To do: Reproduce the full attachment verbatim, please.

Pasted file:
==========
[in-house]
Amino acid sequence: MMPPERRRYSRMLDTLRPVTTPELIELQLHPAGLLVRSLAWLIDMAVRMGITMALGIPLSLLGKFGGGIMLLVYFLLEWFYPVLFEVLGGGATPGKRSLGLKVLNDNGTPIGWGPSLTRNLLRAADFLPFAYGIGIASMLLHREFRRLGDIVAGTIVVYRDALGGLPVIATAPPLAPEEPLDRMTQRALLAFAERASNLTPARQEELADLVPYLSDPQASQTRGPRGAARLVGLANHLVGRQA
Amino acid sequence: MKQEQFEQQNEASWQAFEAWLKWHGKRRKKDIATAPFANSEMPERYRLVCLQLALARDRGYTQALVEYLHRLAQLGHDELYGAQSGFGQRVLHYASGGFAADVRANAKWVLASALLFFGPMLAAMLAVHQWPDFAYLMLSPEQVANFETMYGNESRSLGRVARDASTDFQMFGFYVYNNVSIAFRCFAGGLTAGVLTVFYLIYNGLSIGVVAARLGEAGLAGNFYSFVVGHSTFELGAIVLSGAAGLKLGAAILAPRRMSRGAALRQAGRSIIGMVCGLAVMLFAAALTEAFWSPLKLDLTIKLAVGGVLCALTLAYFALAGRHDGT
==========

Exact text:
[in-house]
Amino acid sequence: MMPPERRRYSRMLDTLRPVTTPELIELQLHPAGLLVRSLAWLIDMAVRMGITMALGIPLSLLGKFGGGIMLLVYFLLEWFYPVLFEVLGGGATPGKRSLGLKVLNDNGTPIGWGPSLTRNLLRAADFLPFAYGIGIASMLLHREFRRLGDIVAGTIVVYRDALGGLPVIATAPPLAPEEPLDRMTQRALLAFAERASNLTPARQEELADLVPYLSDPQASQTRGPRGAARLVGLANHLVGRQA
Amino acid sequence: MKQEQFEQQNEASWQAFEAWLKWHGKRRKKDIATAPFANSEMPERYRLVCLQLALARDRGYTQALVEYLHRLAQLGHDELYGAQSGFGQRVLHYASGGFAADVRANAKWVLASALLFFGPMLAAMLAVHQWPDFAYLMLSPEQVANFETMYGNESRSLGRVARDASTDFQMFGFYVYNNVSIAFRCFAGGLTAGVLTVFYLIYNGLSIGVVAARLGEAGLAGNFYSFVVGHSTFELGAIVLSGAAGLKLGAAILAPRRMSRGAALRQAGRSIIGMVCGLAVMLFAAALTEAFWSPLKLDLTIKLAVGGVLCALTLAYFALAGRHDGT